Immortalised by such renowned photographers as Henri Cartier Bresson & Mario Giacomelli (in the latter’s “happy dancing Priests” series of 1957), Scanno is Abruzzo’s cultural hot-spot and can lay claim to being its most photographed large medieval village, and host to its most beautiful women according to Edward Lear (Owl & the Pussycat fame).
It sits 1050 masl in the impressive Sagitario Valley, encircled by the Majella Mountains and with easy access up to the ski-resort of Monte Rotondo. Lago di Scanno, a large well-stocked pike & perch acquamarine natural lake, is Abruzzo’s largest natural basin, perfect for summer walks but a bit cold in the winter to ‘ramble’ around unless you are a serious hiker. It’s a perfect Abruzzo location to visit for skiers, photography buffs and of course fly-fishermen (though don’t expect any mountain trout, they’ve long since been over-fished).
According to legend, Scanno and its lake were created by the competition between a white witch and a sorcerer who lived in the Sagitario Valley. The good witch, Signora Angiolina, argued with her friend the sorcerer, until it quickly escalated into a war of sparks & curses. Finally the sorcerer turned to Signora Angiolina declaring “Where you fall, a lake will be born!” Upon which the proud witch retorted, “And where you pass, rocks will rain down!” The good witch fell and Lake Scanno was born. The sorcerer passed nearby the mountains and rocks fell around the lake and Scanno the village grew.
Outside summer high-days & weekend ski-holiday time a walk around this large village feels that you have walked onto a deserted film set. Gentle tinkles from the bells of mountainside sheep bounce off a maze of C11th portals. Staircases which descend into the alleyways push & pull you around a host of historic & quaint piazzas, built to display the wealth of their occupants. It’s no wonder that Bresson’s Harper’s Bazaar Christmas shots of Scanno were photographed a year before they were published; they were still perfect to represent a town that has stood still and has subsequently flourished for this very timelessness.
Scanno’s historic wealth derives from its pastoral fortunes which even allowed its inhabitants the luxury of developing the fine gold filigree jewellery craftsmanship that is said to have been bought with them from Illyria (present day Albania).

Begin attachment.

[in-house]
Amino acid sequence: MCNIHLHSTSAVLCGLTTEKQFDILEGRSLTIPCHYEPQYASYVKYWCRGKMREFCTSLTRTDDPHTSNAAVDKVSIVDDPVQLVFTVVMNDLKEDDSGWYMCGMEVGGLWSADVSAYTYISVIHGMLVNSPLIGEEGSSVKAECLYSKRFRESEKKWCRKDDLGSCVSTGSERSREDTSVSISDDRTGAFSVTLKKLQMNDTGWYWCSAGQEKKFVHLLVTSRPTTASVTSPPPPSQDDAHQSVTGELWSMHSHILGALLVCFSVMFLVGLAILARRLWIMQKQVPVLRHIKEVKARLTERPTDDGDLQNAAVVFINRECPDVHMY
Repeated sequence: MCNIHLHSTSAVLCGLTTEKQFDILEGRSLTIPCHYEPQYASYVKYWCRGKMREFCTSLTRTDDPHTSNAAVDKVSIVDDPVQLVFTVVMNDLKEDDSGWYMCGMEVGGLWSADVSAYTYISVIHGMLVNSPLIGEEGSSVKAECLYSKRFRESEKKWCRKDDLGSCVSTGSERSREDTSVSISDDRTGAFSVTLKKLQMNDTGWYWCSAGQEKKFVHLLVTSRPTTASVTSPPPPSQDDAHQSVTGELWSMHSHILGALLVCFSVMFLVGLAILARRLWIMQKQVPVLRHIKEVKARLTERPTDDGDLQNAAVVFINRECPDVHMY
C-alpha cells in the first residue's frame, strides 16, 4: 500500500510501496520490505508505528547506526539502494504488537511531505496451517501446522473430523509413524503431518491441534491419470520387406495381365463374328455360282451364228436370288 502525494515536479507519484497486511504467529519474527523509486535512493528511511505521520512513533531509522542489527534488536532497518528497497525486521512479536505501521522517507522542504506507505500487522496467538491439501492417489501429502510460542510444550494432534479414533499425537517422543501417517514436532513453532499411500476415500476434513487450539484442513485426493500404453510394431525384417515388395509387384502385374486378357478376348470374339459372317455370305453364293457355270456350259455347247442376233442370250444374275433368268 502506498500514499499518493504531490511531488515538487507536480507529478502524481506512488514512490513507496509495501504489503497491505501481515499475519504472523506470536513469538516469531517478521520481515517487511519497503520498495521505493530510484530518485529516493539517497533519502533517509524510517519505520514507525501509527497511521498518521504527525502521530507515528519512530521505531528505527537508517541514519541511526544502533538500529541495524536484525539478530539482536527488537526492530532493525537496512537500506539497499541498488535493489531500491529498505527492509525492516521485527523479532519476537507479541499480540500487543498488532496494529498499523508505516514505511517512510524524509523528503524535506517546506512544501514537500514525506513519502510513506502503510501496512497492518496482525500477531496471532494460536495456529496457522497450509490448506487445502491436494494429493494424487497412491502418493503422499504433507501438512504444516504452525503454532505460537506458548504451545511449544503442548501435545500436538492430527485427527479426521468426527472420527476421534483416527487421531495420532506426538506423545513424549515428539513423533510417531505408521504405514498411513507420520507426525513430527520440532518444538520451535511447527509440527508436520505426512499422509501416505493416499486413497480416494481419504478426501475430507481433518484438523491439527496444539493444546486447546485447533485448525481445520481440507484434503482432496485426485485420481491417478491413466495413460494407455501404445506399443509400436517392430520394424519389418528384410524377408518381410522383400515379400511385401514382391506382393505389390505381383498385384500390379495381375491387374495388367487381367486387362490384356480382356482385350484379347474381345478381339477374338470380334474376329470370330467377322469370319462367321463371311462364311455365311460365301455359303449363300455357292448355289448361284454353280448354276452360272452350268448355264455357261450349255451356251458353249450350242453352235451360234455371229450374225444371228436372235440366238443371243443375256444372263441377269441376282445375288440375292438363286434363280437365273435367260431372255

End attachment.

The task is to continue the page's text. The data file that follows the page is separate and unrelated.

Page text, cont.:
Like most of Abruzzo, Scannese women play a pivotal role, the men after all were away 9 months of the year tending up to 130k sheep and marching them down to Apulia in the south for winter grazing. The women were left to spin and weave the infamous black fleeces ready for sale. By 1543 they had done so well they could afford, in a display of gratitude, to wear their world famous long black pleated skirts and bodices which weigh a staggering 12kg – imagine that on your back when you’re cleaning. On top they wear brightly embroidered decorative aprons rather like any ‘old school’ Signora, but which shout Asia Minor rather than Mainland Europe. On their heads they wear a coiled embroidered fez -like hat, originally useful for helping to balance on their heads the baskets of fleeces. Go past the museum and see dolls wearing this traditional costume but don’t expect to see anyone on non-festival days wearing this heavy regalia.
Worth a try is the delicious artisan bread Pan dell Orso (Bear Bread), this is a sweet almond focaccia-like dessert that was baked by the women of the village to help their husbands remember them and to tempt the local bears away from eating either said husbands or even more importantly valuable flocks. Today it is dipped in a light covering of bitter chocolate… yummy!
Sadly like so many churches in Abruzzo, the churches were all locked tight when we tried to enter on a Monday (that actually applies to most of the town, Monday is its day of rest). You can arrange with the local tourist board to gain access, worth a try as they are supposed to be quite beautiful, no doubt thriving from the town’s wealth up until the 1930s…
Recommended Eating Out in Scanno:
We had lunch in a trattoria called Vecchi Mulino. Beautiful Courgette & Saffron Ravioli followed by Proscuitto, saute potatoes with plenty of rosemary and fried Scamorza. This is an Abruzzo cow’s milk cheese that is a little like Mozzarella in that it is stringy but which has been aged for 12 days so it’s colour is yellow rather than white – delicious!
Address: Via Silla, 50
Don’t visit if it’s raining, the grey stone of the town intermingles a little touch much with the clouds and a sense of misery can easily result.
Drive – it’s a fantastic road journey which ever way you arrive.